Is Transparency Killing Partnership?
Two gatherings last week prompted similar disturbing questions about the current state of relations between government and industry. It wasn’t that long ago when all the major conferences had the word “partnership” in the theme. IAC named its professional development program, The Partners Program. The Clinger Cohen approach to procurement reform rested on the assumption of a trusted partnership.
Nick Wakeman has described in his blog some of the industry concerns that surfaced at a dinner to discuss how relationships between government and industry have changed.
On the same evening, the Government Marketing Forum hosted a panel discussion of how the new ethics rules have changed how companies market to government and how they interact.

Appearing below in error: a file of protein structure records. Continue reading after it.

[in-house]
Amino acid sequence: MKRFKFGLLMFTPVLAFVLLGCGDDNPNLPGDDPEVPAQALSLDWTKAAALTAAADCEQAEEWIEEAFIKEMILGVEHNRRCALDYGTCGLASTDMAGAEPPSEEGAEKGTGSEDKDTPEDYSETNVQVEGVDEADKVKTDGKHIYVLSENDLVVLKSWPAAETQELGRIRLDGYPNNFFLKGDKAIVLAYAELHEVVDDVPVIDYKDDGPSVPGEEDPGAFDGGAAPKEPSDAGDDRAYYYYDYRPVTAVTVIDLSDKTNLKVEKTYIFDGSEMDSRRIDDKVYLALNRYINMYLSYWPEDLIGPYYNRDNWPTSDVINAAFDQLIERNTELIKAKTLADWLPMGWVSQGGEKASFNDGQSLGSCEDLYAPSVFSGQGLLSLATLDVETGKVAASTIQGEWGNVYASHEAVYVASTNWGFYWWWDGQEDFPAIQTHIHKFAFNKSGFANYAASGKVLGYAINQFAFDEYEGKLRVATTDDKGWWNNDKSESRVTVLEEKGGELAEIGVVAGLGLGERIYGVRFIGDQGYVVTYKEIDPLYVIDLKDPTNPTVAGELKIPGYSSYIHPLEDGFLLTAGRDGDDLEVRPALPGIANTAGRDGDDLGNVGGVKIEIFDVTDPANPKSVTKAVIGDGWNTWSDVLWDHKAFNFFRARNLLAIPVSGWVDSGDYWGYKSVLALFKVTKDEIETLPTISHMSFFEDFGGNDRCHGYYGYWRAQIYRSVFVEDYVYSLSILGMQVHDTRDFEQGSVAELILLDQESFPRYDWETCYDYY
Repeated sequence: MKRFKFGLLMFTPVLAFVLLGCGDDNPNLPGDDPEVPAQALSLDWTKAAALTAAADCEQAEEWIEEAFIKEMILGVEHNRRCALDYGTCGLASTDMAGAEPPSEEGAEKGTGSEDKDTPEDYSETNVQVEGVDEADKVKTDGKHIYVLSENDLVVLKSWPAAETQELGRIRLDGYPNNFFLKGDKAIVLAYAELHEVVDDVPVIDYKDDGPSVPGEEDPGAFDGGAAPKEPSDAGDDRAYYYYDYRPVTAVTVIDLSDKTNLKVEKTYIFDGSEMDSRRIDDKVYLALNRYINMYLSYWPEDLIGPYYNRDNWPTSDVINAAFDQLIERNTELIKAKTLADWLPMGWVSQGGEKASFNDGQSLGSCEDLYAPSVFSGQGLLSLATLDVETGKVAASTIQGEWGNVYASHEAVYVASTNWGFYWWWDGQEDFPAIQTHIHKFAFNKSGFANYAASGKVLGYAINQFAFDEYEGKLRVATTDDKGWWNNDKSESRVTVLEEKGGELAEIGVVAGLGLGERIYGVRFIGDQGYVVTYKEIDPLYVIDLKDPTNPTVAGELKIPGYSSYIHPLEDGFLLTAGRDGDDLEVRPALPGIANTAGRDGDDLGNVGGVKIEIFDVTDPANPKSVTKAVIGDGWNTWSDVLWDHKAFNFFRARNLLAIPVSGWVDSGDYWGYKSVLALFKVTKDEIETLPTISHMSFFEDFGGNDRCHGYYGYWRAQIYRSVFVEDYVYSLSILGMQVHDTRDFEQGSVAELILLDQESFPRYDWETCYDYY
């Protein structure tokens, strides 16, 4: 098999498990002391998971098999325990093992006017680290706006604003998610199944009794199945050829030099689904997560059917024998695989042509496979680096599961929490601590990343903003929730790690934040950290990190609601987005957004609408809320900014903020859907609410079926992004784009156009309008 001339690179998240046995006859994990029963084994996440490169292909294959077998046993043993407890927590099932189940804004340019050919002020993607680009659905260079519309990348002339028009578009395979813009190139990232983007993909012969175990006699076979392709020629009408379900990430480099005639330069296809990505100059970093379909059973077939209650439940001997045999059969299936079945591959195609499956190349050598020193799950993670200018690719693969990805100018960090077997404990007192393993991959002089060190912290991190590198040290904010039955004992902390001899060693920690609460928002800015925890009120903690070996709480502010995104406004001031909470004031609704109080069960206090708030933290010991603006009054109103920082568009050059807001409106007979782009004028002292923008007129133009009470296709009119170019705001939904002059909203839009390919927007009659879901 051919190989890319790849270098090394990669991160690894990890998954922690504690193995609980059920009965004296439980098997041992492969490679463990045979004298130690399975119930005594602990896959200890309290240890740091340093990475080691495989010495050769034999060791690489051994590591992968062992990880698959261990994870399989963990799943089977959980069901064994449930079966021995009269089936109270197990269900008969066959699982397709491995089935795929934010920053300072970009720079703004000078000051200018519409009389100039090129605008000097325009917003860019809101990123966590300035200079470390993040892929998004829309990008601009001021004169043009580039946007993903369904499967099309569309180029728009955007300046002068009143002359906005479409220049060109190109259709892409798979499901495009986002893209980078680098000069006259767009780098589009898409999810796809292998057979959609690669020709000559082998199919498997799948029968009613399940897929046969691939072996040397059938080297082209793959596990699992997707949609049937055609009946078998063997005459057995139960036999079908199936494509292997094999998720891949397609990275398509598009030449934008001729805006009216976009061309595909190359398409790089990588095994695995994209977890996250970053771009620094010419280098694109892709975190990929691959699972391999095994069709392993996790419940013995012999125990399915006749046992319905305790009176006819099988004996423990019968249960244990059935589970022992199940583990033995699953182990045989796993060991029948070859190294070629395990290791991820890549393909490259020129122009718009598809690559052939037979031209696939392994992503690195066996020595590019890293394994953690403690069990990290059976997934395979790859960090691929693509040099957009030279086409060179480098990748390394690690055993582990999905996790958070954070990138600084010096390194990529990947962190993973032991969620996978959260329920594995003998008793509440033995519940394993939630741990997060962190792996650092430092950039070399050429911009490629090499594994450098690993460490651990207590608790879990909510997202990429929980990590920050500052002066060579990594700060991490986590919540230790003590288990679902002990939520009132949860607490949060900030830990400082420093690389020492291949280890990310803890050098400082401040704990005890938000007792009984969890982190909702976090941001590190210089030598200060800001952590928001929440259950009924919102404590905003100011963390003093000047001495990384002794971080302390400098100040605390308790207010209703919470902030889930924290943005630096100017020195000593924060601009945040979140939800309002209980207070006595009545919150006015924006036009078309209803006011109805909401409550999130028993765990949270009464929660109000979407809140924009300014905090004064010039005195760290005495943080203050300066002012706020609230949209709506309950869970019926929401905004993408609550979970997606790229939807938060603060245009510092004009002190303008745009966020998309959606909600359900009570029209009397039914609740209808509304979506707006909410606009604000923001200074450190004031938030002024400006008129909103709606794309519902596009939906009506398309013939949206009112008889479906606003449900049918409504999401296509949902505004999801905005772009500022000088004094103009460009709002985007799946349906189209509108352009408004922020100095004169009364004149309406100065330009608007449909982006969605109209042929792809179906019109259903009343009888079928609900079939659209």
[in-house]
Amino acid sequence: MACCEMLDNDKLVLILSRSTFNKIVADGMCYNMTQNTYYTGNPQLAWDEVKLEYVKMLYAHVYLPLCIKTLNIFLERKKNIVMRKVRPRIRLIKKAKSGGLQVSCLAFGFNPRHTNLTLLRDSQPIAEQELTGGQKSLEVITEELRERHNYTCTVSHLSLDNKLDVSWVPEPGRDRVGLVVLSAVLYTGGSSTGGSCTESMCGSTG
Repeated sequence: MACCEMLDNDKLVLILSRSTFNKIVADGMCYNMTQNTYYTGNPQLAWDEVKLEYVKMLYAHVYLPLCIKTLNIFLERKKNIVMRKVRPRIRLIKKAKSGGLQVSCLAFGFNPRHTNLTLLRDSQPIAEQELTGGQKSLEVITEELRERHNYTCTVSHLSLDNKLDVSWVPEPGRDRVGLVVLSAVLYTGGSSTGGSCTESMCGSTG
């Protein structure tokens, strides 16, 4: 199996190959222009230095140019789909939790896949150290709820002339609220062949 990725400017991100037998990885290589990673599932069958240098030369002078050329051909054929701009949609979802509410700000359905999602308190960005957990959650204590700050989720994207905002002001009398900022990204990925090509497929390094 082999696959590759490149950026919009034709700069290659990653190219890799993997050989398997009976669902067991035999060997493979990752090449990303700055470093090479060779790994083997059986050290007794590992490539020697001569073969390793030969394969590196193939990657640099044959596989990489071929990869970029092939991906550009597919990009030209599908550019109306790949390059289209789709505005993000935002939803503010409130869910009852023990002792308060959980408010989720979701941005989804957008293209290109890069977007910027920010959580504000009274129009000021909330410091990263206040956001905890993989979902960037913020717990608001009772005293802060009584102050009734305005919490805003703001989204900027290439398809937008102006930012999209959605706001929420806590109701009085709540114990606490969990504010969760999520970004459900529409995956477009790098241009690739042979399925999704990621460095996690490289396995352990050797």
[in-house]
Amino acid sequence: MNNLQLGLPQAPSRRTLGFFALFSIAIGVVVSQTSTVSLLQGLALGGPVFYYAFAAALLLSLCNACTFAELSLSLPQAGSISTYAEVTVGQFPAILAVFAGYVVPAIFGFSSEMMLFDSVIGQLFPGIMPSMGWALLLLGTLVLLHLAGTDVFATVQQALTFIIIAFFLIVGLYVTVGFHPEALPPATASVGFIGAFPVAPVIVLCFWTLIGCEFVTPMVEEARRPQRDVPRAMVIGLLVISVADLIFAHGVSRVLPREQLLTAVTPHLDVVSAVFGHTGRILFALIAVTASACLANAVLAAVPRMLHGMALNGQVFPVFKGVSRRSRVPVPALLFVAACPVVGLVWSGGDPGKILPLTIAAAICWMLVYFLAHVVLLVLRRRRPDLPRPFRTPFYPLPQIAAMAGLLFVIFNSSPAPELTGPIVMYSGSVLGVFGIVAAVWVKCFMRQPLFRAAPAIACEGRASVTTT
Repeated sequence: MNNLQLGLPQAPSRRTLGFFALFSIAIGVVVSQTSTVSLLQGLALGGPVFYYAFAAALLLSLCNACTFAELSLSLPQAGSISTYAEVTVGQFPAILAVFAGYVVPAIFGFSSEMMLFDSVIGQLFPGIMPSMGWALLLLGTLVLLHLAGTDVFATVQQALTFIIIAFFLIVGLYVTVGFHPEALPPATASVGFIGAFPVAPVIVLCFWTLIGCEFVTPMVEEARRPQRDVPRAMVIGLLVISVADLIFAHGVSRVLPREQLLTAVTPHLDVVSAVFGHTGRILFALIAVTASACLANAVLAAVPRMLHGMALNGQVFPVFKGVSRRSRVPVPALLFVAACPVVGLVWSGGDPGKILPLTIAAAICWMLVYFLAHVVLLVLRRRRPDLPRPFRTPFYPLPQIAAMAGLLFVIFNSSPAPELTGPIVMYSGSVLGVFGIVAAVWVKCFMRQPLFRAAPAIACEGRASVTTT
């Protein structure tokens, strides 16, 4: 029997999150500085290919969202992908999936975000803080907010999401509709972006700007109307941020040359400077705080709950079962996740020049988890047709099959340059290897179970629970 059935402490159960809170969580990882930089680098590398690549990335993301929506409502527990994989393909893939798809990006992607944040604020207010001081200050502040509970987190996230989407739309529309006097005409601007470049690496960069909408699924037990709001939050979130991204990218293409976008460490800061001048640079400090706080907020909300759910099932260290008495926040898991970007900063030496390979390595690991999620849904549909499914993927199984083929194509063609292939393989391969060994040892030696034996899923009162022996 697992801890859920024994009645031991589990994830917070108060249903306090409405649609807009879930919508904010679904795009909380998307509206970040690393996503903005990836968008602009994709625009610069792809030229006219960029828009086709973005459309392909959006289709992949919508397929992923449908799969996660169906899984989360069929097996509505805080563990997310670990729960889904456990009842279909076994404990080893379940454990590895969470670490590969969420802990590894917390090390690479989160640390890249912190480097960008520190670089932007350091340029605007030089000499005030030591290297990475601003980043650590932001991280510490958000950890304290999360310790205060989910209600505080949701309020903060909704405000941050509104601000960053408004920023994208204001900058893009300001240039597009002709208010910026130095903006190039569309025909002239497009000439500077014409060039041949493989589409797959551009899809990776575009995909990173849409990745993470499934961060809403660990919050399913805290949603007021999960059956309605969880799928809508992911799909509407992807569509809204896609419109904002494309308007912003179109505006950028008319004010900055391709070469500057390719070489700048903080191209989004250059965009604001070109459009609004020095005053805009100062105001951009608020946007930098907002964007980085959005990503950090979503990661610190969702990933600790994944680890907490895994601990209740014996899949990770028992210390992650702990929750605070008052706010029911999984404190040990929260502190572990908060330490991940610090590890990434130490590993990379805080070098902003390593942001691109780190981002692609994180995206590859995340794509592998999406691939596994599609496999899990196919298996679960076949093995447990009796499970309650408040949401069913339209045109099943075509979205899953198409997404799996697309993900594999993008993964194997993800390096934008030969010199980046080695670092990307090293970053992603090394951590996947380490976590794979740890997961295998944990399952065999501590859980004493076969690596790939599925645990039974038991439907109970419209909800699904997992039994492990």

One of the themes from both meetings is that there is a great deal of confusion about what kinds of conversations are permitted. Faced with that, government folks either refuse to have meetings or include their legal team. Industry responds by hiring more lawyers and ethics professionals. Large integrators may have up to 80 or more ethics people to vet every request. Both sides ratchet up proof of compliance.
The unintended effect of all the new rules designed to provide transparency and openness has been to shut down conversation. I may be naïve, but I still believe that the more industry understands about what government is trying to accomplish, the better the proposals and outcomes will be.
But underlying all the reporting changes is a more fundamental shift -- a loss of trust on both sides. That will be far more difficult to change. It will take some dynamic leadership and risk takers on both sides to restore.
Posted by Anne Armstrong on Sep 21, 2009 at 6:59 PM